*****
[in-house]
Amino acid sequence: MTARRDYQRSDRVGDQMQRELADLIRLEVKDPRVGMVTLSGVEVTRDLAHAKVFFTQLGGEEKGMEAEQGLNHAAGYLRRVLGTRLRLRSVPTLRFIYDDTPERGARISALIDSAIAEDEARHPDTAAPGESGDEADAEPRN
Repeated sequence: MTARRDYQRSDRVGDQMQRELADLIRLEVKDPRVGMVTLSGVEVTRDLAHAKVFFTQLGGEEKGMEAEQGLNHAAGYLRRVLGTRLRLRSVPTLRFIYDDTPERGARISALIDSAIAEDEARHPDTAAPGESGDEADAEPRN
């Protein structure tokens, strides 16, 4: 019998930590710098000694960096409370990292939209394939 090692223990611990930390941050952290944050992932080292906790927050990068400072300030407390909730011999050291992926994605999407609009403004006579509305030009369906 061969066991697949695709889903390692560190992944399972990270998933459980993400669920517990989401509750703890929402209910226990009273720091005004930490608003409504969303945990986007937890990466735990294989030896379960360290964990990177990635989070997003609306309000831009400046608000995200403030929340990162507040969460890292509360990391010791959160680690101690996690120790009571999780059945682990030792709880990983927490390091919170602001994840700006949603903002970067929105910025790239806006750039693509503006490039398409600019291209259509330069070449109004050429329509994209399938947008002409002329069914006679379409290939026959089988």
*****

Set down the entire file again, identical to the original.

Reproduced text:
[in-house]
Amino acid sequence: MTARRDYQRSDRVGDQMQRELADLIRLEVKDPRVGMVTLSGVEVTRDLAHAKVFFTQLGGEEKGMEAEQGLNHAAGYLRRVLGTRLRLRSVPTLRFIYDDTPERGARISALIDSAIAEDEARHPDTAAPGESGDEADAEPRN
Repeated sequence: MTARRDYQRSDRVGDQMQRELADLIRLEVKDPRVGMVTLSGVEVTRDLAHAKVFFTQLGGEEKGMEAEQGLNHAAGYLRRVLGTRLRLRSVPTLRFIYDDTPERGARISALIDSAIAEDEARHPDTAAPGESGDEADAEPRN
């Protein structure tokens, strides 16, 4: 019998930590710098000694960096409370990292939209394939 090692223990611990930390941050952290944050992932080292906790927050990068400072300030407390909730011999050291992926994605999407609009403004006579509305030009369906 061969066991697949695709889903390692560190992944399972990270998933459980993400669920517990989401509750703890929402209910226990009273720091005004930490608003409504969303945990986007937890990466735990294989030896379960360290964990990177990635989070997003609306309000831009400046608000995200403030929340990162507040969460890292509360990391010791959160680690101690996690120790009571999780059945682990030792709880990983927490390091919170602001994840700006949603903002970067929105910025790239806006750039693509503006490039398409600019291209259509330069070449109004050429329509994209399938947008002409002329069914006679379409290939026959089988």